Social media moves at a sprinter’s pace. Ever evolving, it exists in a state of flux, torn between the demands and expectations of its users and the whims of the heads looking for new ways to stand out in an increasingly crowded marketplace (and, if we’re being honest, to find more revenue streams while they’re at it).
So while the social media trends for 2022 were all about TikTok and social commerce, as we look ahead to 2023 we can already see a shift in the things brands need to bear in mind as they flesh out their social media strategy for the new year.
What remains true is that social media continues to be one of, if not the most important platform for engaging shoppers in the fashion and lifestyle spaces. With research we conducted earlier in 2022 confirming that 100% of consumers turn to their favourite platforms for inspo before making a fashion or lifestyle purchase, investing in your social media presence remains critical to business success.
Now, as we gear up for a busy fourth quarter of 2022, let’s take a peek ahead at what we’ll be seeing more of in 2023…
What are the social media trends for 2023?
1. Authenticity 2.0
Instagram’s video-first strategy shift took us all by surprise…or did it, really? We all know that video has been appearing on trends lists for a while now but 2021 really felt One of the most overused words in social media (though not without cause) authenticity is the super power behind the channel. Responding to strained relationships between brands and their audiences, as well as increased consumer cynicism, authentic content, posts shared in real time, personalities and bodies that social media users can relate to have come to be not just an expectation but a demand.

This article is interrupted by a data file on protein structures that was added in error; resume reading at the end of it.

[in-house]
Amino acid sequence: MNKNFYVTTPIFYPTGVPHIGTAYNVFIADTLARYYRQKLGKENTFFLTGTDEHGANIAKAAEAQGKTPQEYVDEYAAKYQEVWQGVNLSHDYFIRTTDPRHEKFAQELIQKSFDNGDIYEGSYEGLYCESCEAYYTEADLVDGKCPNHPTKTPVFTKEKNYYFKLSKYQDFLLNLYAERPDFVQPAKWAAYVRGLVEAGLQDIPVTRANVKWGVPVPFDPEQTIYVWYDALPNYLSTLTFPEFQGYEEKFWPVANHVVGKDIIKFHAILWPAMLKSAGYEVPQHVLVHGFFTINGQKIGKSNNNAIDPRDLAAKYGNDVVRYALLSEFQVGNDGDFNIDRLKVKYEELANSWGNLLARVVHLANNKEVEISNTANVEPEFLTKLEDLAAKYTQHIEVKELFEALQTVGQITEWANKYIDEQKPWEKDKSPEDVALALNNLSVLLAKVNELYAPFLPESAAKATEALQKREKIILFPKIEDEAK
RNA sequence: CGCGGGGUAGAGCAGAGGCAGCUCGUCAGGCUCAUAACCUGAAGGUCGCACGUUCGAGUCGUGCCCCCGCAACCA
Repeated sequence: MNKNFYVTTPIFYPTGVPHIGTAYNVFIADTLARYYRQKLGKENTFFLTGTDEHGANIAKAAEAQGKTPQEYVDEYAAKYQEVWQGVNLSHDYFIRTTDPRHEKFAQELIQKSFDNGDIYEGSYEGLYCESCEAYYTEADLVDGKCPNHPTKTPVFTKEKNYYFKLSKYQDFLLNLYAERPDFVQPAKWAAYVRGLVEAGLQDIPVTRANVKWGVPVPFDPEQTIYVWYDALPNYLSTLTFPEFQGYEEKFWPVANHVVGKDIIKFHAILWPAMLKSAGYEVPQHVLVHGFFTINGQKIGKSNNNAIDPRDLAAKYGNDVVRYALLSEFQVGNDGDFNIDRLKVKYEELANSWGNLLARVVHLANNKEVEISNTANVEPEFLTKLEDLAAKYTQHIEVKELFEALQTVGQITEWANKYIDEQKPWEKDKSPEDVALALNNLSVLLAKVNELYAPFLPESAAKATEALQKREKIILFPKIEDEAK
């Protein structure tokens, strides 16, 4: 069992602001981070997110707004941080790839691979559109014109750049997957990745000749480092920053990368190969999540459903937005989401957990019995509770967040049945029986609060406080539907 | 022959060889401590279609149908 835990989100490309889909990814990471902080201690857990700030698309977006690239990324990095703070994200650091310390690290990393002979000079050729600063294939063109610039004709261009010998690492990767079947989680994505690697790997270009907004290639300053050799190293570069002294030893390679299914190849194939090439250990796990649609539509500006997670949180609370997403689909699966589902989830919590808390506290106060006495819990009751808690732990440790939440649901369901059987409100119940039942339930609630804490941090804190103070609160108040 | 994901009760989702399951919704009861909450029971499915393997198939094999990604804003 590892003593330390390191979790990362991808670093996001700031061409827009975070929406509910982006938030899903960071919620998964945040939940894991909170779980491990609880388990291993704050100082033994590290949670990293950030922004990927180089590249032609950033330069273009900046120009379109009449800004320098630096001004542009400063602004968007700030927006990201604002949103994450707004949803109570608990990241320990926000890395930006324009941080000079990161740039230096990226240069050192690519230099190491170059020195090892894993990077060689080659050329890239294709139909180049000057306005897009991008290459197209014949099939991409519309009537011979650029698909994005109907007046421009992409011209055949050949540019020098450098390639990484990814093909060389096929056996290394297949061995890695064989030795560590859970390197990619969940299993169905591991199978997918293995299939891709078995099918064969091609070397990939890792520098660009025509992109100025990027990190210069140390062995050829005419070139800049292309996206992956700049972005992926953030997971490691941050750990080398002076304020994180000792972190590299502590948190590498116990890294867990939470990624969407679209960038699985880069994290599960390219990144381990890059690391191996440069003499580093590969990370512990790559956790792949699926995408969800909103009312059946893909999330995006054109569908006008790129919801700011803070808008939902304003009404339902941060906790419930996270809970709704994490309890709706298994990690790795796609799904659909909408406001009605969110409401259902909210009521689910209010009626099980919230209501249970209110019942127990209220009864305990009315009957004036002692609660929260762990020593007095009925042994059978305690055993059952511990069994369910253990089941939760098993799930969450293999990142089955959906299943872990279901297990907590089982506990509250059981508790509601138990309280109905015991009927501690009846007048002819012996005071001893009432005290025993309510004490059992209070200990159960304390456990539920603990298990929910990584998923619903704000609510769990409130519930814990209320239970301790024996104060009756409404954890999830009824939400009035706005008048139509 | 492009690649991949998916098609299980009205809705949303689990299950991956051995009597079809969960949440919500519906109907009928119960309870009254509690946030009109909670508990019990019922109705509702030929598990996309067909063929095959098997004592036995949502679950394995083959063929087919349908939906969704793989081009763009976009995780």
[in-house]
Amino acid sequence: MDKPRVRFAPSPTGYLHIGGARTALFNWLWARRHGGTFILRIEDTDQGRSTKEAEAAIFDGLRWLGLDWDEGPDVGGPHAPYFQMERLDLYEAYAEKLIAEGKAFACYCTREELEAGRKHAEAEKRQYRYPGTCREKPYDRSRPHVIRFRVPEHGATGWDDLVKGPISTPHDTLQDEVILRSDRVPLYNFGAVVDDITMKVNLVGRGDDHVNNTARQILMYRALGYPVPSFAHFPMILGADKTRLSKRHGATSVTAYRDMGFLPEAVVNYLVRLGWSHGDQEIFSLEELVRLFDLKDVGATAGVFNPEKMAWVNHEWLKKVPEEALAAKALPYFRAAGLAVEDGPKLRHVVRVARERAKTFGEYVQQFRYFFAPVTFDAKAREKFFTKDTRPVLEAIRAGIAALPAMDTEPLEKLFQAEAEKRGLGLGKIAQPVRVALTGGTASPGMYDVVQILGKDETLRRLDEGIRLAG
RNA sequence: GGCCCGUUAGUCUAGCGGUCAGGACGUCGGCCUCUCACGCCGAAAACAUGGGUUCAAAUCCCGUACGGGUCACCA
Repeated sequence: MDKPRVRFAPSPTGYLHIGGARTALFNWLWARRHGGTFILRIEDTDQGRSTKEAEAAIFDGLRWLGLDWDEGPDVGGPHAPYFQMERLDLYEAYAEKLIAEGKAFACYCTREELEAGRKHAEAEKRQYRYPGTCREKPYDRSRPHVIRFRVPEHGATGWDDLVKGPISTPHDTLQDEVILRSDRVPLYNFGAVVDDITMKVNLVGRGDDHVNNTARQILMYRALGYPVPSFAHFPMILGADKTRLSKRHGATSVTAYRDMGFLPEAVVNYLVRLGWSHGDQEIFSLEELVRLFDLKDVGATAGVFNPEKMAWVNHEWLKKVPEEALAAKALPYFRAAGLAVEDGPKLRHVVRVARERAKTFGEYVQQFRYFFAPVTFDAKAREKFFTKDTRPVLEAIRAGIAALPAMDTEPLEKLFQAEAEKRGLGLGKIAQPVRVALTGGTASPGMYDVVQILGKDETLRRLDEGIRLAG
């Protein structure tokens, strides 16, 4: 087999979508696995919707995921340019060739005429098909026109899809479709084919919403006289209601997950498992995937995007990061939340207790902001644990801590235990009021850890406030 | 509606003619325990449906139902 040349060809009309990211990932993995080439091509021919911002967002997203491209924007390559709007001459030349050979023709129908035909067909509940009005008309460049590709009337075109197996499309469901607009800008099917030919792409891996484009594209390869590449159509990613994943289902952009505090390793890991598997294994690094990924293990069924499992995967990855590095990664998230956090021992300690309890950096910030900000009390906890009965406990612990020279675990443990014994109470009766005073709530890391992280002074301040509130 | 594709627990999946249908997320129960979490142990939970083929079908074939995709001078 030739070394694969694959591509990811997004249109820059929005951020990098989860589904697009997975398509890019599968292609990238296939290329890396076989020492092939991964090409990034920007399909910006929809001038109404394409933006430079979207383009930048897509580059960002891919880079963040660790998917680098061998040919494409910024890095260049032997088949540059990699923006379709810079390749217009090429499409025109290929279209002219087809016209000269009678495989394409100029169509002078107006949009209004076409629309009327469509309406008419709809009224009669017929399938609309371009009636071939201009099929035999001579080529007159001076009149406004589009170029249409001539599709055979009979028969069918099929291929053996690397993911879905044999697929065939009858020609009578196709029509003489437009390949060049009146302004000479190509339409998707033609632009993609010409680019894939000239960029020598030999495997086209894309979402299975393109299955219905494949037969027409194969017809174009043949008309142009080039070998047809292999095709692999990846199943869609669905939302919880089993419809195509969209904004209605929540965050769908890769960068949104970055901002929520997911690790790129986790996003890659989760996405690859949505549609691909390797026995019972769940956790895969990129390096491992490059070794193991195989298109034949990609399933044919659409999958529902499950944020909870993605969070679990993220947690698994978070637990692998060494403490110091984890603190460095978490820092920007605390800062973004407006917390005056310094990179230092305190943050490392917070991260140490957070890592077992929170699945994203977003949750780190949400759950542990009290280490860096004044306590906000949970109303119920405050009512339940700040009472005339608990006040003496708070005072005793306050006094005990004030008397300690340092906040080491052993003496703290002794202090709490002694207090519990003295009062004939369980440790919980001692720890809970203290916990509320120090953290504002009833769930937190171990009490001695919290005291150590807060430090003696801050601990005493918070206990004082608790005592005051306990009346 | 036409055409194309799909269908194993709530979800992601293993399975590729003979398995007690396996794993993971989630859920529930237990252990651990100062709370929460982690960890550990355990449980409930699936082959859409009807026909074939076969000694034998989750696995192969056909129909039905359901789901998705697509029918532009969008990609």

Now given the prevalence of conversations surrounding the subject, you might wonder how it’s found its way onto a trends list for 2023. It’s hardly news. However, for 2023 and beyond, the consumer appetite for authenticity from both a brand and creator perspective is set to dig even deeper.
With the popularity of TikTok and the even more impromptu BeReal, audiences are demonstrating their preference for content that eschews polished profiles in favour of in-the-moment, true-to-life documentation.
This preference will continue to be reflected in the aesthetics we see on Instagram, as flash photography and filter-free images gain traction, and photo dumps of everyday life (either in carousel or reel formats) take precedence over more traditionally ‘insta’ content.
Live happenings on social media are a concrete example of a format that has been amplified by the pandemic, and one that will continue to grow in 2022.
There are plenty of opportunities for brands to capitalise on the live video format. Especially as more and more social platforms bet big on social commerce, this is something you should be ready to take advantage of.
2. TikTok…but better
TikTok is hardly a new player in the market nowadays but that isn’t stopping it from making headlines and breaking records. Previously derided as a dance app, then as a voiceover app, the app’s 30.8 million daily users are now a force to be reckoned with and brands need to step up their game if they want to make their mark on this still fertile terrain.
In 2023, we expect to see this happen. Presently, we’re still seeing the same mistakes being made on the platform with, at worst, Instagram content being blatantly reposted, and at best, the same strategies being deployed across both platforms. But as brands come to accept that TikTok is something they need to take seriously (particularly as younger generations come into financial independence and older consumers migrate onto the platform), we’ll see a much more competitive playing field.